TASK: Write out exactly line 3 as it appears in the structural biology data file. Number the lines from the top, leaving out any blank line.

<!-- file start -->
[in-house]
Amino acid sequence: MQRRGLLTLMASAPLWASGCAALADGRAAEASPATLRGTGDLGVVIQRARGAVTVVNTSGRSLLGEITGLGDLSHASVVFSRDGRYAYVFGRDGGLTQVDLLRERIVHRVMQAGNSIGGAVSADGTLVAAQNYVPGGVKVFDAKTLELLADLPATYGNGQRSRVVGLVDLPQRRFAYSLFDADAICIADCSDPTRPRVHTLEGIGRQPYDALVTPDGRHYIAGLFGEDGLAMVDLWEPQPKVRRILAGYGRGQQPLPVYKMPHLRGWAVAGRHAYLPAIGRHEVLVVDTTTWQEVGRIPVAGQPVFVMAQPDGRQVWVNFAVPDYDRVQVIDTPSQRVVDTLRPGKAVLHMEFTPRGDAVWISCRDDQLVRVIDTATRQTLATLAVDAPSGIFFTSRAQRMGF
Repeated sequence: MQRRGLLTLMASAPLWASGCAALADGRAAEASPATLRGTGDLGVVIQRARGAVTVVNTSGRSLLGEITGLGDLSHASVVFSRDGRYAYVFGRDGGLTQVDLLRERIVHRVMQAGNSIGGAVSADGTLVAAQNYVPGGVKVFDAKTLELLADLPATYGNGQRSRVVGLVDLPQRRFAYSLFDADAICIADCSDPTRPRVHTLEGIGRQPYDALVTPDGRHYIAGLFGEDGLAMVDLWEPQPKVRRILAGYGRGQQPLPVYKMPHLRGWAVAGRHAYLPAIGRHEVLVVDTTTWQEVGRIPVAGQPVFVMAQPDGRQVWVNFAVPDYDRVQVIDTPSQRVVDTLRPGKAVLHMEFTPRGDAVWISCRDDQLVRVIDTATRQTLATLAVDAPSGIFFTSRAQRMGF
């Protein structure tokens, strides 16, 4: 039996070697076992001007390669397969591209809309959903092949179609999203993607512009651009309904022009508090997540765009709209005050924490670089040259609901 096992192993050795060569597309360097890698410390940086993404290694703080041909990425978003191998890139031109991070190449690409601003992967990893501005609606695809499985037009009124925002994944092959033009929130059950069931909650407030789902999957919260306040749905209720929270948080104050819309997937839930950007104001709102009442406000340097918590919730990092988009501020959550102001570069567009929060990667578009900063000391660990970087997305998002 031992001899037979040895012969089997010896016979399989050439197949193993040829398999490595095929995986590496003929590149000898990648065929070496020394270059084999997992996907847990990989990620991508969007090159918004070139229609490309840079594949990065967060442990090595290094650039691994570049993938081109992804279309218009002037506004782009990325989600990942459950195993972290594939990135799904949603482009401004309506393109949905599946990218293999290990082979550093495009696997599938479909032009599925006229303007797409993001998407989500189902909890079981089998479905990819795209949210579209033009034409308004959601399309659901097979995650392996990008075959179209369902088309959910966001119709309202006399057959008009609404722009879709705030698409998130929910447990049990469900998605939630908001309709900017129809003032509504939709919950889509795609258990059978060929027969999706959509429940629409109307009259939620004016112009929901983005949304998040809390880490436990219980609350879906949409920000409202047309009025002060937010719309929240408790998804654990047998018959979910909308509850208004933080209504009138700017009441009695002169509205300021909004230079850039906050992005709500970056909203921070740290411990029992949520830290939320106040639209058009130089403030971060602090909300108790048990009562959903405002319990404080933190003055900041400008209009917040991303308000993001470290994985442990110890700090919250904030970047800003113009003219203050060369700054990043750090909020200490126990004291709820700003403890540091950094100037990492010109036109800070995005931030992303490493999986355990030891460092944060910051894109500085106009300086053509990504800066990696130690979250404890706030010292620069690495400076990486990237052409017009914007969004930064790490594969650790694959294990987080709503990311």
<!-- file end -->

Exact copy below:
Repeated sequence: MQRRGLLTLMASAPLWASGCAALADGRAAEASPATLRGTGDLGVVIQRARGAVTVVNTSGRSLLGEITGLGDLSHASVVFSRDGRYAYVFGRDGGLTQVDLLRERIVHRVMQAGNSIGGAVSADGTLVAAQNYVPGGVKVFDAKTLELLADLPATYGNGQRSRVVGLVDLPQRRFAYSLFDADAICIADCSDPTRPRVHTLEGIGRQPYDALVTPDGRHYIAGLFGEDGLAMVDLWEPQPKVRRILAGYGRGQQPLPVYKMPHLRGWAVAGRHAYLPAIGRHEVLVVDTTTWQEVGRIPVAGQPVFVMAQPDGRQVWVNFAVPDYDRVQVIDTPSQRVVDTLRPGKAVLHMEFTPRGDAVWISCRDDQLVRVIDTATRQTLATLAVDAPSGIFFTSRAQRMGF